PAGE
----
Fletcher has just turned four. Sometimes he’s Ironman. Other times he’s Captain America or Batman.
He loves construction sites and emergency vehicles and he has a couple of cool scars that hint at a very different story underlying his current sunny childhood.
He’s the third of three children and was Ricky and Rianna’s largest baby. She was breastfeeding and the family was bonding with big sisters who adored their new brother.
“At six weeks he was fine one day and then the next day he wasn’t feeding,” said Rianna. “By the afternoon he was lifeless and the GP told us to get him to the hospital which meant The Royal Children’s Hospital [RCH].
“He was limp and not responsive by the time we got to the Emergency Department. The doctors thought he had meningitis and tried to do a lumbar puncture but couldn’t. He was in intensive care for a few days.”
There was no firm diagnosis and specialists from a range of RCH departments conferred to try to identify the cause. A specialist in childhood infections, Penelope Bryant recommended that, without another diagnosis, it was safest to treat it as a brain infection. Under the care of the Hospital-in-the-Home (HITH) program, Fletcher went home with his family and a secure drip in his vein. With a nurse attending each day to administer antibiotics, he became more alert and gave his parents the reward of the odd little smile.
Fletcher completed treatment and life went on. At eight months he underwent a routine procedure but the following day was anything but routine.
“The doctors thought he had developed sepsis [a bloodstream infection] from a local skin infection and started him on antibiotics,” continued Rianna. “Then his torso began to turn red and purple.”
Penelope put Fletcher on broad antibiotics and was concerned there was dead tissue under the discoloured skin, but this was not borne out by multiple scans. He went into kidney failure, however, and was readmitted to intensive care where he didn’t open his eyes for days. A line was put into his chest because his veins had collapsed from having so many intravenous lines. Rianna lost her breastmilk.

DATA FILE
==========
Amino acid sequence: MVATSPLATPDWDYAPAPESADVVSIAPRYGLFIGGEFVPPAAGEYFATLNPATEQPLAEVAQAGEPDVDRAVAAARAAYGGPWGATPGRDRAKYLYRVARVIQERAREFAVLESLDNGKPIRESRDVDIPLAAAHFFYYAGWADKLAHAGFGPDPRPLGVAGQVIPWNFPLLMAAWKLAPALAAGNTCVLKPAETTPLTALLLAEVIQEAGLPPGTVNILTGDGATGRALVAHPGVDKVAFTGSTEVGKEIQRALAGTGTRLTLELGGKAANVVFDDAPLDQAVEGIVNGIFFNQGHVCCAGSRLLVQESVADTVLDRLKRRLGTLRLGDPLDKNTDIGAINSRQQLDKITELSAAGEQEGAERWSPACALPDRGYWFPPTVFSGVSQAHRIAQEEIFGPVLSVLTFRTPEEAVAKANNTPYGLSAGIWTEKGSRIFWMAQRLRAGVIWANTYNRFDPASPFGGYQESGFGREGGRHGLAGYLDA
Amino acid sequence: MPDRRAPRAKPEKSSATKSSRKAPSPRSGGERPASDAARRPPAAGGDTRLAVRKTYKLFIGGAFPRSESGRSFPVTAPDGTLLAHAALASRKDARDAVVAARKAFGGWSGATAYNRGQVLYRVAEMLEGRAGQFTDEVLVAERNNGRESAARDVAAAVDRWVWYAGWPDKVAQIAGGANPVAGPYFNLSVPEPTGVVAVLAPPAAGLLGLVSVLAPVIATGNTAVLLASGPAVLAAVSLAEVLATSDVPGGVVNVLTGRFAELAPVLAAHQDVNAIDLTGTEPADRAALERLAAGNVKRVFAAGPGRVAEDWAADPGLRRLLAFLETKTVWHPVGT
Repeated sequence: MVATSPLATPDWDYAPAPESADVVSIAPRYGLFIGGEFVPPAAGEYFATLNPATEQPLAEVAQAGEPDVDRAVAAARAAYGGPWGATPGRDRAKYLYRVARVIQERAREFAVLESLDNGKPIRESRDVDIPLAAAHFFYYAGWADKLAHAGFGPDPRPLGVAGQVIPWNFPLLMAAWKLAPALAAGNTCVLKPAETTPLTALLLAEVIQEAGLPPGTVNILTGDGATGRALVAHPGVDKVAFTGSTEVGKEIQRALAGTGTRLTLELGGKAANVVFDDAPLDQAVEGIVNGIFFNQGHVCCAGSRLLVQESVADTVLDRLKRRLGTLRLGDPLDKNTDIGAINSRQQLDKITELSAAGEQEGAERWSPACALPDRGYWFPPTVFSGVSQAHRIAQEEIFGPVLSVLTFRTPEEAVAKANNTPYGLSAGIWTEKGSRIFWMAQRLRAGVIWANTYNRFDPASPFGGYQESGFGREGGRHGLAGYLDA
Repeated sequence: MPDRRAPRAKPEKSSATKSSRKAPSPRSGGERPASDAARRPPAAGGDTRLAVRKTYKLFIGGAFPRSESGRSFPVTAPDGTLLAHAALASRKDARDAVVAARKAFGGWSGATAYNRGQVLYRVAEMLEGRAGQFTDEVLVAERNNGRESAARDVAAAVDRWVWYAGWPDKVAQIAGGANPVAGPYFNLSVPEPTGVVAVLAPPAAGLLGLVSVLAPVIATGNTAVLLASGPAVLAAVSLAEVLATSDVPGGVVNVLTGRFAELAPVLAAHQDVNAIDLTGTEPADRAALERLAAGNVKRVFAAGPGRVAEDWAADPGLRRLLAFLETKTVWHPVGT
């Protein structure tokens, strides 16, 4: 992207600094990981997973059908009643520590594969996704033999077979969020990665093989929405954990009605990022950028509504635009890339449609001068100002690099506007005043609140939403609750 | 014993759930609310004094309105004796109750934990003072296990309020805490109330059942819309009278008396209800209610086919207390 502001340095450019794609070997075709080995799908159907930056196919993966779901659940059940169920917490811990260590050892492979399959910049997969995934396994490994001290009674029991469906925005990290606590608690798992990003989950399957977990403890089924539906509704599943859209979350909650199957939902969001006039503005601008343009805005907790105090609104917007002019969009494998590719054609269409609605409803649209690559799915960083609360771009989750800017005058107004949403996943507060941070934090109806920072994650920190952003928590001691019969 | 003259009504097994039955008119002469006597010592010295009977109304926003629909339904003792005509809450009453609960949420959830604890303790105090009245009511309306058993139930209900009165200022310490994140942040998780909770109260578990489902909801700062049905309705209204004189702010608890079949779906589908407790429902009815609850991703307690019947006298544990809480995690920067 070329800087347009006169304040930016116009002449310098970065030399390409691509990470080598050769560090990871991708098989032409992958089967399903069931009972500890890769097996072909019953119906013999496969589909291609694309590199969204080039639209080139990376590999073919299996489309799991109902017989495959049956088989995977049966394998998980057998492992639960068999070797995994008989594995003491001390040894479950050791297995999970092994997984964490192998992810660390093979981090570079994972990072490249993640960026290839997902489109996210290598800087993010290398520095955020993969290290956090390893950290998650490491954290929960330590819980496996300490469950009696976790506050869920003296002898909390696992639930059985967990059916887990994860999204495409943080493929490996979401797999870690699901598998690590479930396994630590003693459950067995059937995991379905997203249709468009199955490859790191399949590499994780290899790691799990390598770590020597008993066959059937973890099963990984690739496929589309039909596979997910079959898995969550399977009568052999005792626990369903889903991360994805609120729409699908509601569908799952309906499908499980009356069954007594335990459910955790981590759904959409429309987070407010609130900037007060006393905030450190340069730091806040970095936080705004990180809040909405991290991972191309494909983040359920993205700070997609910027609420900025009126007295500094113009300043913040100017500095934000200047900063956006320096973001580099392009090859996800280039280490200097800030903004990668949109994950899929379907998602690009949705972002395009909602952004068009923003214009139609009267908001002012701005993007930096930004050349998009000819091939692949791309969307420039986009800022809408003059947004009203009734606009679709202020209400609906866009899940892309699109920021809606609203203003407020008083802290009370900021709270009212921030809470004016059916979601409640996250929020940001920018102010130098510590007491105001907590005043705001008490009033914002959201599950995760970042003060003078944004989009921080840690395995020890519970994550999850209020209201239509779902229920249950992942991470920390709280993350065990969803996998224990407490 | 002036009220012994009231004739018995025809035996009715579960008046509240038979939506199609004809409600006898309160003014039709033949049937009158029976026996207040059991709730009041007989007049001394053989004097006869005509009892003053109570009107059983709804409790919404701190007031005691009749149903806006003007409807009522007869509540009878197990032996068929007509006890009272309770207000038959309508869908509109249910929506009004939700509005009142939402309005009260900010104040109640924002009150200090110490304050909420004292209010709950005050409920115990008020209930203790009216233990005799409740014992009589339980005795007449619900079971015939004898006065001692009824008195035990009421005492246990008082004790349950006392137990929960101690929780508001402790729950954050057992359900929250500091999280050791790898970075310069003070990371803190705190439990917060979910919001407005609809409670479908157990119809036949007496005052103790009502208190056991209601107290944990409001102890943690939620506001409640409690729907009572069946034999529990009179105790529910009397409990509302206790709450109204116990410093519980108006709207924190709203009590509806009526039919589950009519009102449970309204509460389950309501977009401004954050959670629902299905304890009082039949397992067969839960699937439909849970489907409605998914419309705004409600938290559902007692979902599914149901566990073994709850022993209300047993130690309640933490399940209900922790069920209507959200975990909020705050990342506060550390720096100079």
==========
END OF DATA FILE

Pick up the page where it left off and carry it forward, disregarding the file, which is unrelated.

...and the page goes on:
Because Fletcher wasn’t improving, surgeons agreed to exploratory surgery that found a thick layer of pus from his armpit to his groin. They washed it all out and Fletcher started to improve.
The pus led to a firm diagnosis of methicillin resistant Staphylococcus aureus (MRSA) infection, which occurs when the relatively common skin bacteria ‘staph’ becomes resistant to commonly used antibiotics.
“We often don’t know why kids get resistant bugs,” said Penelope. “Sometimes it’s because of previous hospital admissions or antibiotic use; sometimes because a family member has been in hospital or travelled overseas; and sometimes we can’t find an underlying reason because these bugs just exist in the community. We do know that, where possible, the best place for treating infections, resistant or otherwise, is at home.”
While Rianna admitted she was scared to leave the hospital – ‘our safe place’ – the family was also delighted to have their boy back amid the controlled chaos of everyday life. Again, Fletcher received his intravenous antibiotics via HITH care.
Numerous follow-up tests showed Fletcher’s immune system working well, so there has been no explanation why the MRSA caused Fletcher to have such a serious infection.
Those dark days are now more than three years past but they’ll never be quite over for Rianna.
“I’m the kind of parent who has to be across everything,” she said, “and I’m very overprotective now, although he’s a strong little kid who’s hit all his milestones.
“I thought at the time, ‘This isn’t my story. This isn’t my reality.’ But we know we’ve been very lucky and I’m very grateful to the RCH. I live my life being grateful.”